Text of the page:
Intraoperative red blood cell transfusion in liver transplantation: Influence on patient outcome, prediction of requirements, and measures to reduce them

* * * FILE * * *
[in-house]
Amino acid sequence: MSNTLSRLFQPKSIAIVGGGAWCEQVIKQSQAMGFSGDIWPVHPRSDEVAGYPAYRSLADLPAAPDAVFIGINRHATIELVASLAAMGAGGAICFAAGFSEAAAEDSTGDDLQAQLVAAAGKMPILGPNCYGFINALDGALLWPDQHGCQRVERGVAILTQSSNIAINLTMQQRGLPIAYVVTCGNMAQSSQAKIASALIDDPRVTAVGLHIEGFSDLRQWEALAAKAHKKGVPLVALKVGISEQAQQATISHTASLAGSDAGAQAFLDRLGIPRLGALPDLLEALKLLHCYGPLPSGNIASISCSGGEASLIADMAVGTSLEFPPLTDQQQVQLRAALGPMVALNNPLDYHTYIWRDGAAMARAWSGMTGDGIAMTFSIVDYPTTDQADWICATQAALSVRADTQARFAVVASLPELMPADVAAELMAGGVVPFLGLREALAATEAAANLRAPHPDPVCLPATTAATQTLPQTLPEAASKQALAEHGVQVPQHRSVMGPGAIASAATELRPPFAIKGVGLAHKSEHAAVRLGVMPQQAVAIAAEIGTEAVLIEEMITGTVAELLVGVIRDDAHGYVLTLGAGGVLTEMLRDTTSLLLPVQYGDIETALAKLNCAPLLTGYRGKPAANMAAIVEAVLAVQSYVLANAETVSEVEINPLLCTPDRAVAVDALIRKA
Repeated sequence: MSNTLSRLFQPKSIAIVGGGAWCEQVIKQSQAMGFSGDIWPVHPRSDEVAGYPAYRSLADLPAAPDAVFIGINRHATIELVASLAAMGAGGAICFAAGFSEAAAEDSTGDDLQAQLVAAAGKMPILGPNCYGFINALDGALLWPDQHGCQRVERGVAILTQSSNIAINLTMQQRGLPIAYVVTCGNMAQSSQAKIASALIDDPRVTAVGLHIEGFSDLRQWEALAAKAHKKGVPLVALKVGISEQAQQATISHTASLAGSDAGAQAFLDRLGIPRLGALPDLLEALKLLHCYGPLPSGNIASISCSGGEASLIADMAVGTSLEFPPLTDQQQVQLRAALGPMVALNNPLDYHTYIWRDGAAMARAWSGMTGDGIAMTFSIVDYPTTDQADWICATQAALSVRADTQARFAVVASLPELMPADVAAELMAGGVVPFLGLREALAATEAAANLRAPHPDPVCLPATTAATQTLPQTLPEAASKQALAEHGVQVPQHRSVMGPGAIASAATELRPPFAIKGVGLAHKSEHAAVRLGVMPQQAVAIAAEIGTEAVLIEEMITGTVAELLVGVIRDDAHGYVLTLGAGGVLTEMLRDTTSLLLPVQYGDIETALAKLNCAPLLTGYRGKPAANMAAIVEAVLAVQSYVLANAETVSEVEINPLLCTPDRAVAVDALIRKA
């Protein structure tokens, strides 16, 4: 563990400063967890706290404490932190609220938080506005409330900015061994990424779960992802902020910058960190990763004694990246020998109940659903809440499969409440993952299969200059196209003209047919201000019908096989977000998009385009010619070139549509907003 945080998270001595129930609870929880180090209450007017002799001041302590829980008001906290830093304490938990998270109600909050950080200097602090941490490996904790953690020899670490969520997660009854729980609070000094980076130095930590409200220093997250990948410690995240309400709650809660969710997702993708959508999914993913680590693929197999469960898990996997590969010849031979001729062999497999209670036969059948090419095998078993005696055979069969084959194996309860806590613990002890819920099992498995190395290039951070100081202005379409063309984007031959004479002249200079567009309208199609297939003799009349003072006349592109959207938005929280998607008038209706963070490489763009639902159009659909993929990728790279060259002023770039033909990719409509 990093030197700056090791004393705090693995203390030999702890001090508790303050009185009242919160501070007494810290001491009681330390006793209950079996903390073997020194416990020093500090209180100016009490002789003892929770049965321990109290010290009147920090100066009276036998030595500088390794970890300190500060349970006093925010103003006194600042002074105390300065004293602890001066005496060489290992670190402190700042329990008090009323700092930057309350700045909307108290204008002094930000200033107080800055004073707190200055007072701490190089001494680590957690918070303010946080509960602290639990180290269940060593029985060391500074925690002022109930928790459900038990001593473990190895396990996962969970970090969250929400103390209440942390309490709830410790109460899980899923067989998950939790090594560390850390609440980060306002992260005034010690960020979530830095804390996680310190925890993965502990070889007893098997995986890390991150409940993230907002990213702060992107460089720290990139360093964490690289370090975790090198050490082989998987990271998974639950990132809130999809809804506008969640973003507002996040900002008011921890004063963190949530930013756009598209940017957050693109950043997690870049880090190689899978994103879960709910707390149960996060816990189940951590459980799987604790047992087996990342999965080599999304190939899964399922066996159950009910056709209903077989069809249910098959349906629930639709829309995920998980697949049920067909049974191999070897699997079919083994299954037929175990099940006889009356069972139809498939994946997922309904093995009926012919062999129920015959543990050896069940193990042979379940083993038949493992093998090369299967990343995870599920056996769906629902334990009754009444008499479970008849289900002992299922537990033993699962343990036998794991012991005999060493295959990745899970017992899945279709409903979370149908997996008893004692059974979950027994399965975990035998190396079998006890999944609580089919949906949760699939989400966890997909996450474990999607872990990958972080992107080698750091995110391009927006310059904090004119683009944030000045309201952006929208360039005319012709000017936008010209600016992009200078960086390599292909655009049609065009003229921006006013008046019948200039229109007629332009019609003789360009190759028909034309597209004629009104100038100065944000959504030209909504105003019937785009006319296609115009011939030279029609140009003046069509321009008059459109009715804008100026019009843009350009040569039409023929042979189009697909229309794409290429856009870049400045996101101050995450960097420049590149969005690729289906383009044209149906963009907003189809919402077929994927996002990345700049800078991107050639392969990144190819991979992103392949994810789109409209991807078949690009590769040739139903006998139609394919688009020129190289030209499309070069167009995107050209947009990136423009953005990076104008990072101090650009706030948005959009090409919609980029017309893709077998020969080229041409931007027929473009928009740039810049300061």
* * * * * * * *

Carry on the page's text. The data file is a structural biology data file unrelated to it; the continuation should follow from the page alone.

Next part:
Objectives of this study are to quantify the need for blood transfusion during liver transplantation (LT) and confirm the importance of intraoperative blood transfusion as an independent prognostic factor for postoperative outcome. Furthermore, we try to detect useful variables for the preoperative identification of patients likely to require transfusion of packed red blood cell units (PRCUs) and identify measures to reduce transfusion needs. Data were collected prospectively between September 1998 and November 2000. One hundred twenty-two LTs were included in the study. Forty-two patients (34%) did not require transfusion of PRCUs. In multivariate analysis, transfusion of more than three PRCUs was found to be the only significant variable associated with prolonged hospital stay. In addition, excluding perioperative deaths, PRCU transfusion, using a cutoff value of six units, was the only variable to reach statistical significance (P = .008; risk ratio, 4.93; 95% confidence interval, 15 to 15.9) to predict survival in a multivariate analysis that also included Child's class and United Network for Organ Sharing (UNOS) classification. Moreover, only preoperative hemoglobin (Hb) level was found to significantly predict the need for transfusion of one or more PCRUs. Finally, only UNOS classification and placement of an intraoperative portacaval shunt were found to be statistically significant to predict the need to transfuse more than six PRCUs. We found the requirement of even a moderate number of blood transfusions is associated with longer hospital stay, and transfusion of more than six PRCUs is associated with diminished survival. Preoperative normalization of Hb levels and placement of an intraoperative portacaval shunt can diminish the number of blood transfusions during LT.